“There is no unstoppable force but time, no impenetrable object except that which separates us from the past”
I could be happy but for the ticking of the infernal clock which intrudes upon my silence, signaling the end of all things. Why must I leave, why can’t I stay here? I could be happy here, although I long for what once was. I would be willing to forsake the past if only you would let me stay where I am.
Once I was unaware of the sound, once I could tune it out. Once the gaps in between the tick and the tock were large enough to rest within, lose myself. Now a world once full of “someday maybe” and "one more time" is being replaced with “never again”.
Time is even more fearsome than death, for death can occasionally be cheated. Time can never be cheated. It is a vast machine that never breaks down, never misses a beat. It kills and then kills again. It brings death and then leaves the living no time to mourn. Blessed is the dumb animal that awakens each morning to a new day, unaware that it is being hunted, stalked. It is senseless of what time has taken from it, sees each new day as no different from the rest. Even as death approaches the animal perceives it as just another sleep.
Time sits at my table, unbidden, as I eat. It chews casually, cuts each bite into tiny portions. I can hear the cursed sound of its knife and fork hitting the plate at steady intervals as it cuts into the meat, the sound driving me mad. It eats, slowly, methodically. And in eating it robs from everyone else at the table, not allowing anyone else to eat their fill of any course. It steals from my plate before I can finish or become sated, clears the dishes even as it continues to chew away. It treats the dishes carelessly, breaking many. Sets that belonged together are no longer whole. Heirlooms passed down from generations are slowly stripped of their value.
And still it eats. It eats and it eats and it never rises from the table, never finishes, consumes all.
It slips into my bed at night once I have closed my eyes, so that every time I open them I see it staring at me. It lies there quietly but it never sleeps, just stares at me like a vulture patiently waiting. And in the morning it shrieks at me until I awaken, proud to know it has ripped one more day from my grasp.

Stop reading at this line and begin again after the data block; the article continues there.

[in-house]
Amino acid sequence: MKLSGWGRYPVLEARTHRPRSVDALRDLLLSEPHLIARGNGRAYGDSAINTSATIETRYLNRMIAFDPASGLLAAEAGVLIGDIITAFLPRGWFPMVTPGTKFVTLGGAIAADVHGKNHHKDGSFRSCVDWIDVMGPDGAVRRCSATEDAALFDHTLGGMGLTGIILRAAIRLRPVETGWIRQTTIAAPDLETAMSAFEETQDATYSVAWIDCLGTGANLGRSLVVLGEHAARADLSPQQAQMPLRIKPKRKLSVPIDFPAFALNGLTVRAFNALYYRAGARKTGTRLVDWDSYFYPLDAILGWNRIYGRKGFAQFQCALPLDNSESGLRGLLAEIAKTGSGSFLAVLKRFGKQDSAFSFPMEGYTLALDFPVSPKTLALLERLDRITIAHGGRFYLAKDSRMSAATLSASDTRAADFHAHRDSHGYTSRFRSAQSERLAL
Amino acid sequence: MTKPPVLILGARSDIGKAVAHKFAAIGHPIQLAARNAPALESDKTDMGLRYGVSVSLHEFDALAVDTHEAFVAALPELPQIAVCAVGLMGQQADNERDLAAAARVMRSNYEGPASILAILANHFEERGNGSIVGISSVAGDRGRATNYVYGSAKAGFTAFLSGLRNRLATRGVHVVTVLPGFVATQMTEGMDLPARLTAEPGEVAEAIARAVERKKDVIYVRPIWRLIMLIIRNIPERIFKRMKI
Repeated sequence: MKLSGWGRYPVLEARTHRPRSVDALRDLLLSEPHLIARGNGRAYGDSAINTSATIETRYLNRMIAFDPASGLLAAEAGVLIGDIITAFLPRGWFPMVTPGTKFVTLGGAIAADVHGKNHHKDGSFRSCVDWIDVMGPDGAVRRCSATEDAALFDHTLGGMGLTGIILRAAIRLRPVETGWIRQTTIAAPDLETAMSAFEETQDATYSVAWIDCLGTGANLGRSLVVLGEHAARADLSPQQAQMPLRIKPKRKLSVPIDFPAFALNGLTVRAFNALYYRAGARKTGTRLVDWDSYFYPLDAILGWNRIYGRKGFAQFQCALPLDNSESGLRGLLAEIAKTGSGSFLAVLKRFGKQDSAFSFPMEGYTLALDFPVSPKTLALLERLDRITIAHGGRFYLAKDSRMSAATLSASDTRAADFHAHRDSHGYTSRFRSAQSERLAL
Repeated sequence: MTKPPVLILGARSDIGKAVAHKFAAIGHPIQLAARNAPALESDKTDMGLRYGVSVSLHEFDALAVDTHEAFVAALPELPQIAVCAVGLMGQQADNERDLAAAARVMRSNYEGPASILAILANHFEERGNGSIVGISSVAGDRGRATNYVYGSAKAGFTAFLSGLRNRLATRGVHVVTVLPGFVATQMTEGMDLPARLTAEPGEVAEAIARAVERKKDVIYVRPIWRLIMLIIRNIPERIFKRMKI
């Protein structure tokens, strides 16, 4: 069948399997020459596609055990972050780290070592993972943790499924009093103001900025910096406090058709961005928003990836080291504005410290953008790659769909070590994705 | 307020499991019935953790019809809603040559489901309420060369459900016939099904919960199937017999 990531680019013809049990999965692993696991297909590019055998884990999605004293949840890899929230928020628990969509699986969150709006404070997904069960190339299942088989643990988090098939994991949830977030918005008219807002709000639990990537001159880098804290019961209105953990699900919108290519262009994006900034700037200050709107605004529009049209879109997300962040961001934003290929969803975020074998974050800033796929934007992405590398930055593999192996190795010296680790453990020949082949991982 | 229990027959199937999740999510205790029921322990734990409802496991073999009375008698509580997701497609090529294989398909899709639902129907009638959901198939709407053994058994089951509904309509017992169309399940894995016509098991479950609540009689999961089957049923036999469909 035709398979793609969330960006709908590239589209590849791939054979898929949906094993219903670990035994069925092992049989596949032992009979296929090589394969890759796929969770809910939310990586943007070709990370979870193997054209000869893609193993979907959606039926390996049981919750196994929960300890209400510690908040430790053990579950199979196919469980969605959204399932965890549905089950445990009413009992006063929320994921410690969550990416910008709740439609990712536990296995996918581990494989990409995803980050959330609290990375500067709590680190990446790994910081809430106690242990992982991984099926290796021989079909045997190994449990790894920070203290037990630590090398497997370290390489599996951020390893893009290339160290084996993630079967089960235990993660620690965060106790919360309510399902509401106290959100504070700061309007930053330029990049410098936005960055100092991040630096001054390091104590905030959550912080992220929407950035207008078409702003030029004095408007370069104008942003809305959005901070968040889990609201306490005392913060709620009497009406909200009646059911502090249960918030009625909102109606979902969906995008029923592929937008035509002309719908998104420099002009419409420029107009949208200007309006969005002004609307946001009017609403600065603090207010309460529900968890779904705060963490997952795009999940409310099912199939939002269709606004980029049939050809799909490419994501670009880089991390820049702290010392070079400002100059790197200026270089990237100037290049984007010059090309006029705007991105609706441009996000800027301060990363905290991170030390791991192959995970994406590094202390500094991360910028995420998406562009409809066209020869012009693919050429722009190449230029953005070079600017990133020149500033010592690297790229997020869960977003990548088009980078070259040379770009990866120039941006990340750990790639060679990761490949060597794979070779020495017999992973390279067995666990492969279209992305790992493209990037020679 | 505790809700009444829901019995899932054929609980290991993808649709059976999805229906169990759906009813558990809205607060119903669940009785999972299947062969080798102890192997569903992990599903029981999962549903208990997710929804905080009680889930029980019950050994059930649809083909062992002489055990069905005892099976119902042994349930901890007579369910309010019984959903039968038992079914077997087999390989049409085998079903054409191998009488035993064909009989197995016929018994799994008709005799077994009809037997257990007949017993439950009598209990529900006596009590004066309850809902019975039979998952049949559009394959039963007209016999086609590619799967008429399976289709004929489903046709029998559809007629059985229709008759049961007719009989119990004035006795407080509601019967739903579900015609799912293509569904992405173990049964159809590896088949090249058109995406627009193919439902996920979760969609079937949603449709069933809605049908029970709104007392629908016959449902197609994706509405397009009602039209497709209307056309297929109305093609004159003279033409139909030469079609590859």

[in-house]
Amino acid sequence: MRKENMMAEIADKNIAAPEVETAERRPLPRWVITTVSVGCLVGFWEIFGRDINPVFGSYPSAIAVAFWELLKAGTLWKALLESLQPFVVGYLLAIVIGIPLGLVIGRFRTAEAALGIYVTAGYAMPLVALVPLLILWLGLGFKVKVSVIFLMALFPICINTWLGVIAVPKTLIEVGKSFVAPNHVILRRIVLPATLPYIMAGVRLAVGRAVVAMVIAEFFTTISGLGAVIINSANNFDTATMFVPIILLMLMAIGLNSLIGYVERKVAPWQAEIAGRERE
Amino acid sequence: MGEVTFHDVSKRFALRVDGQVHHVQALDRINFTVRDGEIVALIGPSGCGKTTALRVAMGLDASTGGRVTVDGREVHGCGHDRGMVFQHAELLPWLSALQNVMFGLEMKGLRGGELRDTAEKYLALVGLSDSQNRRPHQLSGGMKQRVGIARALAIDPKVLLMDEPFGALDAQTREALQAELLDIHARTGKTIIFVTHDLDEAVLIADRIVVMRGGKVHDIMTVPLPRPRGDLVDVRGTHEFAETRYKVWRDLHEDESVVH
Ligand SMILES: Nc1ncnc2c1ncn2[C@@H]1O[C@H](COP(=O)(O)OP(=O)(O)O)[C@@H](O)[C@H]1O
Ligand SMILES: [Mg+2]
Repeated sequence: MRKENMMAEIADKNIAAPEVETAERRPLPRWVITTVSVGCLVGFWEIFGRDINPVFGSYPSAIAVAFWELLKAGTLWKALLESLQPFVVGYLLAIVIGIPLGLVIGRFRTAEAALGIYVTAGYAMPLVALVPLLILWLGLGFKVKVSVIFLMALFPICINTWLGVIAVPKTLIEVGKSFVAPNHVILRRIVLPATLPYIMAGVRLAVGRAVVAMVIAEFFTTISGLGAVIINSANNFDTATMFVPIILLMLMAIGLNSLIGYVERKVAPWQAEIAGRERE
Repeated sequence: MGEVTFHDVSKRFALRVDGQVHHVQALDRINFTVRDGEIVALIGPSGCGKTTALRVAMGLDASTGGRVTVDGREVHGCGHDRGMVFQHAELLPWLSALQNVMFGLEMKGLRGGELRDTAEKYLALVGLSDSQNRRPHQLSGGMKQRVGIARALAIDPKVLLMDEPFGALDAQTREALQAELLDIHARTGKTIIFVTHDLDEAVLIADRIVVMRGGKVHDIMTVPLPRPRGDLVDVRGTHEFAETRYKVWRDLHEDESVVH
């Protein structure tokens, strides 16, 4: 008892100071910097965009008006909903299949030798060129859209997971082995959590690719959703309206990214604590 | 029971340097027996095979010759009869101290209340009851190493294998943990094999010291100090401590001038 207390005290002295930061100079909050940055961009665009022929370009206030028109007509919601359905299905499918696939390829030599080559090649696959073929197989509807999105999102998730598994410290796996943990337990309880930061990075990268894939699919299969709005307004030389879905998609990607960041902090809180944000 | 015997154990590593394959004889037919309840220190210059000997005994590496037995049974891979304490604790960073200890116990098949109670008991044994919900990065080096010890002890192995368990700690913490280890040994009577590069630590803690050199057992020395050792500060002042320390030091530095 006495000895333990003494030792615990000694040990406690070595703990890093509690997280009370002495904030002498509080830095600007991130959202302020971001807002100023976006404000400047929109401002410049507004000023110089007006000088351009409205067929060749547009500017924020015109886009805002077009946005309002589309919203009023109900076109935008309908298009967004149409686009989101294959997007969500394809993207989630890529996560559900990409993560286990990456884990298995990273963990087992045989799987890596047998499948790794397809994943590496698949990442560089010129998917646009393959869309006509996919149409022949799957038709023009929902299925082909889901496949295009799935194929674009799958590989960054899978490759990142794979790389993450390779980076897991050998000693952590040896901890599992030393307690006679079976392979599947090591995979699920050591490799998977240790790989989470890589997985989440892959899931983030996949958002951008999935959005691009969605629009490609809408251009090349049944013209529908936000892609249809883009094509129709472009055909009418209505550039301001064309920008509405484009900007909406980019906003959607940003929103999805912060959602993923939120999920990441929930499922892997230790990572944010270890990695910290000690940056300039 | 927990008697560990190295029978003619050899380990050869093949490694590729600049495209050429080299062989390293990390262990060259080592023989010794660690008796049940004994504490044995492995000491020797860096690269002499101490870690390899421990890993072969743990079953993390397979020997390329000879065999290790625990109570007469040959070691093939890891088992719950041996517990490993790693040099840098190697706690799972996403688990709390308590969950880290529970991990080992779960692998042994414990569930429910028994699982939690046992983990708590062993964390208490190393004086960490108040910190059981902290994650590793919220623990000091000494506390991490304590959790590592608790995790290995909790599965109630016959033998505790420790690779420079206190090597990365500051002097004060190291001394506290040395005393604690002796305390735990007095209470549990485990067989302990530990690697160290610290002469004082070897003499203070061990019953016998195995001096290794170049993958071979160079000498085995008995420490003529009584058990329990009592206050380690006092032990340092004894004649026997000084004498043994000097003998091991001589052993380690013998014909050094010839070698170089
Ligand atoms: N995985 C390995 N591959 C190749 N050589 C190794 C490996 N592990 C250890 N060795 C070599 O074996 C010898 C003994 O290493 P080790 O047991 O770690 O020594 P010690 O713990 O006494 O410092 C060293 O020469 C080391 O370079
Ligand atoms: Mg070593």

It toys with us when we are children. The gaps between each second were once so large that the waiting for the next seemed unbearable. Sometimes it seemed not to move at all. In the distance between the tick and the tock were vast fields of play, large enough to hold the sum of all the days now allotted to me.
And as a youth I spent such moments like a wastrel, though, to be fair, there was no way I could have saved them. Now the gap between the swinging of the pendulum has shrunk, or I have grown too large, or slow. Now I cannot seem to fit into any of them, where once they were so wide apart I could string up a hammock between them and rest in their shade.
Once they were of no consequence, like flies that buzzed about me as I went from task to task. Now they sting like wasps. Now I walk through life, acutely aware that one of them shall be my end, each a bullet randomly fired until the one comes with my name on it. For time never ends, but every timer has its final moment.
And still I hear the horrible rhythm, calm and patient, deadly and indifferent.